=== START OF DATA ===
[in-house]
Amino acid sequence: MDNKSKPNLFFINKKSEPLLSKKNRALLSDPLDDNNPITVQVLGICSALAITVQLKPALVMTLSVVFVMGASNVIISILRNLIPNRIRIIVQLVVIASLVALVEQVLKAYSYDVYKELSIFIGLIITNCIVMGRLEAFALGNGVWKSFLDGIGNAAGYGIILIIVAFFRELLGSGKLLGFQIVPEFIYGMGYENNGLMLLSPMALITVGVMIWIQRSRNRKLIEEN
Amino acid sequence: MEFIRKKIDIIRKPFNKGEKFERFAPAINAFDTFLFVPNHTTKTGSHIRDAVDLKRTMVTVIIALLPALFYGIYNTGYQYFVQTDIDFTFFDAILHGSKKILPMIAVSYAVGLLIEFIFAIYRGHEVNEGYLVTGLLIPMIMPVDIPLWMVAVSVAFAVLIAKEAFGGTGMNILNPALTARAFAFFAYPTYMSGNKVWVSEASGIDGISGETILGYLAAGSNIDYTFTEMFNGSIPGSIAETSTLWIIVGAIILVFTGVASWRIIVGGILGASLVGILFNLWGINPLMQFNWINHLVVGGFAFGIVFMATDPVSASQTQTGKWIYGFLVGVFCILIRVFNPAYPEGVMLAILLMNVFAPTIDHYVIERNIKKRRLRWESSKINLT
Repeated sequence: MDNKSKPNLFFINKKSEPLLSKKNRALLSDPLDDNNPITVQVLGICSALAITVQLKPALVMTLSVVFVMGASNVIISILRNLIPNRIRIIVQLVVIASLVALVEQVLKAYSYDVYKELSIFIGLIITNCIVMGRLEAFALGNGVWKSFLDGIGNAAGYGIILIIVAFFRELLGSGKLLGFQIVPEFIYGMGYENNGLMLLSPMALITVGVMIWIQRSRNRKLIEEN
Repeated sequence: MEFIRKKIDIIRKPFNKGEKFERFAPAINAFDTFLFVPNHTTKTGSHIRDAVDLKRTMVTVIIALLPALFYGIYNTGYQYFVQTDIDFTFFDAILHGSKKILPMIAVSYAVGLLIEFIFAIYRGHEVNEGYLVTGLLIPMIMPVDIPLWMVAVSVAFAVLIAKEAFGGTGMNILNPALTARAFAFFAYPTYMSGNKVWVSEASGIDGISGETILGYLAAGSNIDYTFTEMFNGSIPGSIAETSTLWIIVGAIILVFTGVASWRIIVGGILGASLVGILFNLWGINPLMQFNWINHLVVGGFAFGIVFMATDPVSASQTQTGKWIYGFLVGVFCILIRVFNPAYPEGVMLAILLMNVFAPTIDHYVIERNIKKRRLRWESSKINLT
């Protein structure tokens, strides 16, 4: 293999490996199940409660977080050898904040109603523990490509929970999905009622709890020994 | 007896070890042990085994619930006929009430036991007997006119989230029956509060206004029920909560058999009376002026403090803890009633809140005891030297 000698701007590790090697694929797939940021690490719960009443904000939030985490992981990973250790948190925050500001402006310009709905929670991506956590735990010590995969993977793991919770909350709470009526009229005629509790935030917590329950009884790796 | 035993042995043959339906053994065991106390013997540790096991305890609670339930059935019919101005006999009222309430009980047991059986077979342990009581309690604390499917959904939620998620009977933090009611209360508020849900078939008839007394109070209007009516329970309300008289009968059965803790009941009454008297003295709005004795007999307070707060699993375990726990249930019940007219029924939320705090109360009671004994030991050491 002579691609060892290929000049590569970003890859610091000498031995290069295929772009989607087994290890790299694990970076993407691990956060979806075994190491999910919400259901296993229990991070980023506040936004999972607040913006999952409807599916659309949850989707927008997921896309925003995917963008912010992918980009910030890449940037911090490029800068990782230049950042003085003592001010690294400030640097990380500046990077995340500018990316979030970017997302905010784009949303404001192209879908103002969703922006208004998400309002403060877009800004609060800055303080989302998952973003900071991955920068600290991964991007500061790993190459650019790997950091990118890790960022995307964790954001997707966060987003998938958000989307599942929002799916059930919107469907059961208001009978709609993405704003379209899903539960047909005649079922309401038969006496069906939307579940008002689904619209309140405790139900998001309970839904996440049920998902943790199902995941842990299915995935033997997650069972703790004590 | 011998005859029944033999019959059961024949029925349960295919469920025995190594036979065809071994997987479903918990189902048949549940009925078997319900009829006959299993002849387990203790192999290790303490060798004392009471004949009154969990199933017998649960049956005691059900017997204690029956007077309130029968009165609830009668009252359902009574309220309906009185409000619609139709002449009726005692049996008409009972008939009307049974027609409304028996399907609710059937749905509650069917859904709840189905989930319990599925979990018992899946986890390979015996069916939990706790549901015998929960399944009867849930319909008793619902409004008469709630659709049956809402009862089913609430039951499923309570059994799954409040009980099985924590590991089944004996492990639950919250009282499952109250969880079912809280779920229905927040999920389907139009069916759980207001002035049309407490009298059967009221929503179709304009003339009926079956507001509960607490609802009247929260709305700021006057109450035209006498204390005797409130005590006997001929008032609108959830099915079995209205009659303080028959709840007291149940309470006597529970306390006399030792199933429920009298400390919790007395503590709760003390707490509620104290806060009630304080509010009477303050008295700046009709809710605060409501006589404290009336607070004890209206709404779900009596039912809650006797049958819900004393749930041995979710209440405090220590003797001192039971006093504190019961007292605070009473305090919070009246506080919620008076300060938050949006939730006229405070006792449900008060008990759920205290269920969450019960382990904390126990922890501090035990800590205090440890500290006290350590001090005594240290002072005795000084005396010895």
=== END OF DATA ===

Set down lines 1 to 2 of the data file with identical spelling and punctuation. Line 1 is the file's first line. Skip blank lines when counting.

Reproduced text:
[in-house]
Amino acid sequence: MDNKSKPNLFFINKKSEPLLSKKNRALLSDPLDDNNPITVQVLGICSALAITVQLKPALVMTLSVVFVMGASNVIISILRNLIPNRIRIIVQLVVIASLVALVEQVLKAYSYDVYKELSIFIGLIITNCIVMGRLEAFALGNGVWKSFLDGIGNAAGYGIILIIVAFFRELLGSGKLLGFQIVPEFIYGMGYENNGLMLLSPMALITVGVMIWIQRSRNRKLIEEN